The value of connectivity

Wide view: Morocco's Tanger Med is a good example of a port creating value for its hinterland. Credit: Yassine Abbadi Wide view: Morocco's Tanger Med is a good example of a port creating value for its hinterland. Credit: Yassine Abbadi

COMMENT: Ports create value for port users and thus also for society at large because they enable connections between consumers in the hinterland and producers overseas, and vice versa, writes Peter de Langen.

Even though economic impact studies often focus on employment, connectivity is the true value of a port for the region it serves. The quality of maritime container connectivity is most widely discussed. In addition, the connectivity through ro-ro services also creates value for port users, as does the intermodal hinterland connectivity.

 

While the value of connectivity is increasingly recognised, it is not always incorporated in port policies. One important insight is that the value of connectivity of pure transhipment hubs is low: as there are a very limited number of port users in the hinterland in these transhipment ports, the benefits from the connectivity of the hub are limited.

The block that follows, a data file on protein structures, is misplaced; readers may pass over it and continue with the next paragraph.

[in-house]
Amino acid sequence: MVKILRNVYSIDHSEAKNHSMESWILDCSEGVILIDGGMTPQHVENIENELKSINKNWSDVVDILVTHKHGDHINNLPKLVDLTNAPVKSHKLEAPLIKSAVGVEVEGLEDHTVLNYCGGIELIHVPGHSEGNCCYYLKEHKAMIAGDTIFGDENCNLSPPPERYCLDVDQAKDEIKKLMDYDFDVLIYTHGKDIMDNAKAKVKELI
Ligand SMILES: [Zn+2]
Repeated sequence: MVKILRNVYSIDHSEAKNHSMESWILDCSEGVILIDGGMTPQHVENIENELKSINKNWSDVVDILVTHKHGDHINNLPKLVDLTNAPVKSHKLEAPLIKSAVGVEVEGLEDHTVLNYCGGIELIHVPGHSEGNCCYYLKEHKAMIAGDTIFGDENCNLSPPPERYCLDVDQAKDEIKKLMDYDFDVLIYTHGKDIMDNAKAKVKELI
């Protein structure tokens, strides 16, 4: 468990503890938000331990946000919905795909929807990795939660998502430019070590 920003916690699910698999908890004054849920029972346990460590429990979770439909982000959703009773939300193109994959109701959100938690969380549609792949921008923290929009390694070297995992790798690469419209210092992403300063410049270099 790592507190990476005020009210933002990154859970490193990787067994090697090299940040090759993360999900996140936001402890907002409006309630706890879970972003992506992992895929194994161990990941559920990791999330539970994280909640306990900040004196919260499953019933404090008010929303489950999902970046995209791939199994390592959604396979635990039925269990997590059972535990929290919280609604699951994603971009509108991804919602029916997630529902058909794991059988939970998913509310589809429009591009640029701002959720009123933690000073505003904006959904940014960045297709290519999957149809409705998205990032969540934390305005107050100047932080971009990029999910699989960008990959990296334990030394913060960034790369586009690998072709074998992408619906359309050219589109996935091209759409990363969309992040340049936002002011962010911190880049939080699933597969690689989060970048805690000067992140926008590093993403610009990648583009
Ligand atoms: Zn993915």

Here, the most sensible port policy is to favour the development of ports that can attract transhipment flows and substantial hinterland flows. In this approach, the high connectivity created through transhipment flows creates value for large groups of port users in the hinterland.

 

In Spain, Valencia is a good example of a port that creates value for users in the hinterland through connectivity that is in part created through transhipment volumes. Tanger-Med in Morocco is another example of using the transhipment potential for value creation for users in the hinterland. In contrast, the hinterlands of Italy’s transhipment ports, Gioia Tauro and Taranto are limited and, consequently, so is the value creation for Italy.

 

In a country like Indonesia, where maritime networks are still under development and transhipment ports still need to emerge, this insight is relevant. The selection of Kuala Tanjung as future transhipment port is sensible as it also serves as a gateway for North and Central Sumatra.

 

In contrast, the port of Bitung, identified as potential transhipment hub in East Indonesia, is not as perfectly located as it is not well located to serve the population center of Sulawesi.

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